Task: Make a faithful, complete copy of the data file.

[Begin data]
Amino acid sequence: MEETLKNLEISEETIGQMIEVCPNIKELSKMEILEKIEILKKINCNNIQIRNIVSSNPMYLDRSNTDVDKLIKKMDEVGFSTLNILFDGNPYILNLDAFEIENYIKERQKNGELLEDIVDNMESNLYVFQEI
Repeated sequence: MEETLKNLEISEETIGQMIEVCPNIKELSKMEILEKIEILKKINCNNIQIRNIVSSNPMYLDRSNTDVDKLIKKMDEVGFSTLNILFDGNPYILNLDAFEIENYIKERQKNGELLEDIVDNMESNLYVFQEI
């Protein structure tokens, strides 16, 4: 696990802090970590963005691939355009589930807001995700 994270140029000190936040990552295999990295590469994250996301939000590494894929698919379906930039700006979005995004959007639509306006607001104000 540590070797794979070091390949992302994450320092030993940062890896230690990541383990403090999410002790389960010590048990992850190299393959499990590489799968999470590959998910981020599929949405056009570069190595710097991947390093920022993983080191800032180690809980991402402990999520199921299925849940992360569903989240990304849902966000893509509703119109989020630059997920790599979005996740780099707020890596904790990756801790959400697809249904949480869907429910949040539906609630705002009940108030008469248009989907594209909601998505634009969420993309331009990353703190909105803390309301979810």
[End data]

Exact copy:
Amino acid sequence: MEETLKNLEISEETIGQMIEVCPNIKELSKMEILEKIEILKKINCNNIQIRNIVSSNPMYLDRSNTDVDKLIKKMDEVGFSTLNILFDGNPYILNLDAFEIENYIKERQKNGELLEDIVDNMESNLYVFQEI
Repeated sequence: MEETLKNLEISEETIGQMIEVCPNIKELSKMEILEKIEILKKINCNNIQIRNIVSSNPMYLDRSNTDVDKLIKKMDEVGFSTLNILFDGNPYILNLDAFEIENYIKERQKNGELLEDIVDNMESNLYVFQEI
């Protein structure tokens, strides 16, 4: 696990802090970590963005691939355009589930807001995700 994270140029000190936040990552295999990295590469994250996301939000590494894929698919379906930039700006979005995004959007639509306006607001104000 540590070797794979070091390949992302994450320092030993940062890896230690990541383990403090999410002790389960010590048990992850190299393959499990590489799968999470590959998910981020599929949405056009570069190595710097991947390093920022993983080191800032180690809980991402402990999520199921299925849940992360569903989240990304849902966000893509509703119109989020630059997920790599979005996740780099707020890596904790990756801790959400697809249904949480869907429910949040539906609630705002009940108030008469248009989907594209909601998505634009969420993309331009990353703190909105803390309301979810």